Director: Joe Cornish
Starring: Louis Ashbourne Serkis, Dean Chaumoo, Tom Taylor, Rhianna Dorris, Angus Imrie, Rebecca Ferguson, Patrick Stewart, Denise Gough
Written by: Joe Cornish
Running Time: 120 mins
Release date: 15th February 2019
There have been many film version on the legend of King Arthur and the Knights of the Round Table, from the likes of Excalibur and King Arthur to Guy Ritchie’s dire King Arthur: Legend of the Sword. Now comes a new, unique twist to the story, courtesy of Joe Cornish, he of Adam and Joe fame as well as the director of the brilliant Attack The Block. Taking the tale and giving it a modern variation of a Children’s Film Foundation movie.
Alex is a young boy continually battling with bullies and living with his single mother, even though he craves for his missing father who gave him a copy of the adventures of King Arthur and the Knights of the Round Table, with the message written inside: My one and future king. While escaping from the bullies, he finds a sword jammed into a concrete block. He removes it with ease, and it turns out that Morgana, the sister of King Arthur, will return when the world has no leader, and the sword is found. Alex, along with his friend, Bedders, has to enlist the bullies, Lance and Kaye, as well as a young Merlin, to save the world from Morgana’s invasion.
Cornish’s film captures the kind of adventures missing from movies since the days of Saturday morning cinema when a group of mismatched kids have to deal with some form of injustice or local crooks. Using the legend as his basis, Cornish takes us on a rollercoaster ride of mixing modern CGI with elements of the old ‘let’s go on an adventure’ that children of a certain age will remember.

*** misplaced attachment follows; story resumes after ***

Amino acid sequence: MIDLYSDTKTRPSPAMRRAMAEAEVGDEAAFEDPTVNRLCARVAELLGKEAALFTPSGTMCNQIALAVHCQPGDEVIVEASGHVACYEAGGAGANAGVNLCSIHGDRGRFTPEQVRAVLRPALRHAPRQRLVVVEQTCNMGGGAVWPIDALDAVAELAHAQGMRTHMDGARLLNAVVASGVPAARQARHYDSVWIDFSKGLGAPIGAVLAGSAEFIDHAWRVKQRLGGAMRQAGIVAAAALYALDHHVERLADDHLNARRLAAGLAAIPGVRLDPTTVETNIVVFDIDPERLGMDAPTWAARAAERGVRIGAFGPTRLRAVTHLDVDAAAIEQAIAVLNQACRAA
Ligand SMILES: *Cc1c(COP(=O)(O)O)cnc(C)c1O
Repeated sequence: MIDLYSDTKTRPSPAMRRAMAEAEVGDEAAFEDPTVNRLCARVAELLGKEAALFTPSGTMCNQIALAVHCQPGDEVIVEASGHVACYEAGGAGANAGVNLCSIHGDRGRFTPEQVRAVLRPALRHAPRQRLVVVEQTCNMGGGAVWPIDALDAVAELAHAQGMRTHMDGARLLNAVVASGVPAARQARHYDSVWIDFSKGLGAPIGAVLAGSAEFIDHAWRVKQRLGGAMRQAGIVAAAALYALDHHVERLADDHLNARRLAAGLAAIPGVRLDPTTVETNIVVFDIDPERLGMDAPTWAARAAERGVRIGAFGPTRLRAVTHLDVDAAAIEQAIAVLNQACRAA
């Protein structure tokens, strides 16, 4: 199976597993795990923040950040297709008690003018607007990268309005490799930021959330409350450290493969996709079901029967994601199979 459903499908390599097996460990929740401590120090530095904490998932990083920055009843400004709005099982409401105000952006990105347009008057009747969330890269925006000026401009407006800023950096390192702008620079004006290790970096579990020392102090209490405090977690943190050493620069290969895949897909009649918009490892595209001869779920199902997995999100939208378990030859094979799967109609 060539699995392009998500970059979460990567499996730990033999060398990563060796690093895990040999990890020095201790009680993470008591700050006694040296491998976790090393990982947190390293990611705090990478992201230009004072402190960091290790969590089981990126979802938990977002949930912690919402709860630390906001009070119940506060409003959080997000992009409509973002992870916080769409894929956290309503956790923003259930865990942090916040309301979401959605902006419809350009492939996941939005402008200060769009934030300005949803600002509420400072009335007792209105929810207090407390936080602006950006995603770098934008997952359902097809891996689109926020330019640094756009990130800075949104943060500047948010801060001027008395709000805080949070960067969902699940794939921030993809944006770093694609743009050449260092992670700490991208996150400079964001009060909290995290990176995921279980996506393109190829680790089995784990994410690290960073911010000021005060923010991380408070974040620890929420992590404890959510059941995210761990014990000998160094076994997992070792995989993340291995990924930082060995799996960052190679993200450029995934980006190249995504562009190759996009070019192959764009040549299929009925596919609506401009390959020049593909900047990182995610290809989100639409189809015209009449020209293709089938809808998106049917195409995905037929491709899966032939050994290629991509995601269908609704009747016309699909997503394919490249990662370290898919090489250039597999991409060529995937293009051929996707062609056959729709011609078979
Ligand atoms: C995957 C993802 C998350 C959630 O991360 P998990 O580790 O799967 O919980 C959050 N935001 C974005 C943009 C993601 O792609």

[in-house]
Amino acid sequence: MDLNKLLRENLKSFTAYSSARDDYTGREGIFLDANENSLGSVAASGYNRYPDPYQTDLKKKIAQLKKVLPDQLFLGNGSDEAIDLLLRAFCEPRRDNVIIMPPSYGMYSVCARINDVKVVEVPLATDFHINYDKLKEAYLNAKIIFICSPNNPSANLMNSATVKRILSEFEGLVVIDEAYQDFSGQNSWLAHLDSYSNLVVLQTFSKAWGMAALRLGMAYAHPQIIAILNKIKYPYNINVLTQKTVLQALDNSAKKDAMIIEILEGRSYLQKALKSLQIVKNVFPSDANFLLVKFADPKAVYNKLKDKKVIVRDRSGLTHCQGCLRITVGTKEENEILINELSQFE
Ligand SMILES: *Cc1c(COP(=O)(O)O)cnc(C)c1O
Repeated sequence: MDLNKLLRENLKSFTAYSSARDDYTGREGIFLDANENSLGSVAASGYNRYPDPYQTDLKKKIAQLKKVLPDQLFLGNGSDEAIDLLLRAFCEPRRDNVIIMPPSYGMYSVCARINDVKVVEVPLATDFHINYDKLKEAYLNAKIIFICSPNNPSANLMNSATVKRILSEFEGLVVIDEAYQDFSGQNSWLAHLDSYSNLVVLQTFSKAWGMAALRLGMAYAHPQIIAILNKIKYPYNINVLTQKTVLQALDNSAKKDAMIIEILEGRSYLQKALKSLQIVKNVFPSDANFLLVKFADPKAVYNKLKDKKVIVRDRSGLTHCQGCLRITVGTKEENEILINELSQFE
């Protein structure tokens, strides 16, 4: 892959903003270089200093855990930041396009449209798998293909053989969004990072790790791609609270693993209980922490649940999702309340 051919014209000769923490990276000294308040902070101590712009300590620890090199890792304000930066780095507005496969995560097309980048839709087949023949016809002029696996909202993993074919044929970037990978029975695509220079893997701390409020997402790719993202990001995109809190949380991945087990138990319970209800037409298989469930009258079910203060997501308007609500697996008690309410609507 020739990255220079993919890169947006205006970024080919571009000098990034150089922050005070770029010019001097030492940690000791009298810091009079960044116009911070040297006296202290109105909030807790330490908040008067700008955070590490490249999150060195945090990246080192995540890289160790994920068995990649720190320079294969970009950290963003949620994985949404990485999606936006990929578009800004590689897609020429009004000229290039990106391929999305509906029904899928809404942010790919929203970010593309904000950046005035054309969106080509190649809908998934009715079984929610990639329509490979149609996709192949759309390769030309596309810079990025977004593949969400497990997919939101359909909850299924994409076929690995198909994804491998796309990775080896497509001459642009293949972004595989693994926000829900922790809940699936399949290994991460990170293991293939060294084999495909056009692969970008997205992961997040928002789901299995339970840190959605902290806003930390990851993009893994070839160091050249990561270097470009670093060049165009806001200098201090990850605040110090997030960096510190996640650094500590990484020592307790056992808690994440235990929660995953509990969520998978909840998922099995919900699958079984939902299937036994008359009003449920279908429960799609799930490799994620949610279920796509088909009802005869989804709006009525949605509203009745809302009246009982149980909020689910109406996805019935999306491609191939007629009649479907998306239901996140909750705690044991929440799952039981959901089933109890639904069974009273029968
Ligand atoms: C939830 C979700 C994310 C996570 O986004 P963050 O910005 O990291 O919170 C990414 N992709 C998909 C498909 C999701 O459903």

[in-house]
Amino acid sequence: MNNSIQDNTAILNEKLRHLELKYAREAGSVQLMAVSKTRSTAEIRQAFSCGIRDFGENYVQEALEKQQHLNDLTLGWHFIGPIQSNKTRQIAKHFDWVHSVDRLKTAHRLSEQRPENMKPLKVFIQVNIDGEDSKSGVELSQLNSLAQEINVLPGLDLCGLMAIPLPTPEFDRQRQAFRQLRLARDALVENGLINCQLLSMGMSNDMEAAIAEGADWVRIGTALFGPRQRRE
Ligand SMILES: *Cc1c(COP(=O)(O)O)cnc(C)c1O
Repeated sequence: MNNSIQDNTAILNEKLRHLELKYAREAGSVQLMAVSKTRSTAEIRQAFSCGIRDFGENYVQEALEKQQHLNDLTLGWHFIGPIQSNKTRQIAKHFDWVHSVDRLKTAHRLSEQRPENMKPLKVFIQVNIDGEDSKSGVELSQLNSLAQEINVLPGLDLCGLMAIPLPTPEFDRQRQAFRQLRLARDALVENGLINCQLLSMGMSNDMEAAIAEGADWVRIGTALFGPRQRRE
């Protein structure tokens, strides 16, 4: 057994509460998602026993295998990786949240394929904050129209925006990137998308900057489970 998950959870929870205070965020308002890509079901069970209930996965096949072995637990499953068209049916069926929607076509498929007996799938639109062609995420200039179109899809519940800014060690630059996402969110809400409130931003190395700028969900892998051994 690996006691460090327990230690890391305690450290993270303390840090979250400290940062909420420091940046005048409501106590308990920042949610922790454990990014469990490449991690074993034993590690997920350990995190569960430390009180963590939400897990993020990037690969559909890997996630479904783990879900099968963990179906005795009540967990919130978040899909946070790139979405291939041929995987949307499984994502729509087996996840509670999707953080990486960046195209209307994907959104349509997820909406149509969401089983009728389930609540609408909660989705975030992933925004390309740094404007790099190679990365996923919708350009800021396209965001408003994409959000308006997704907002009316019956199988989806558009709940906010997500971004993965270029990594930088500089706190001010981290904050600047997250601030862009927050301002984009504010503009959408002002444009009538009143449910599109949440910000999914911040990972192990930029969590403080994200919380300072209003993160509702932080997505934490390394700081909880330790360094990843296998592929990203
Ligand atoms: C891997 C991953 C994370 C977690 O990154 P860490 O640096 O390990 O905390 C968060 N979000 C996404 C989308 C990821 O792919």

The creations of the creatures from the underworld, skeleton-like monsters ablaze, are incredibly scary and enough of young audiences to constitute horror without actually being in that genre. We follow the young Alex and his band travelling the country to track down the evil Morgana while having to cope with jealousy and ego among each other. Looking at each of the five heroes, you’d think they’d struggle to cross a road safely, let along save the world. The set pieces as the youngsters battle the monsters are expertly handled and brimming with excitement.
Sadly, what lets this film down is the running time. Cornish stretches an adventure that should be between 90 minutes to 1 hour 45 is pushed to 2 hours, and there are points when the film does drag its feet. What is fascinating is that underneath the action and the kids coping with life’s difficulties as well as their own demons, it does have a subtle attack at politics today (maybe a dig at Brexit?)
The performances from the young cast are decent. Louis Ashbourne Serkis as Alex handles carrying the film well. Angus Imrie as the young Merlin steals the movie with an unusual performance that could have seemed out of place with the more realistic moments, but it adds well needed comic relief. Patrick Stewart as the older Merlin appears to be having fun and Rebecca Ferguson as Morgana makes a brief appearance and it would have been nice to have seen more of her.
The Kid Who Would Be King is an enjoyable family adventure that does lack the energy of Attack The Block, but Cornish is such an exciting filmmaker that you still want to see what he can produce next. With 15 minutes edited from the running time, this could have been a near-perfect popcorn blockbuster. It does make you crave to see the 70’s CFF movies again.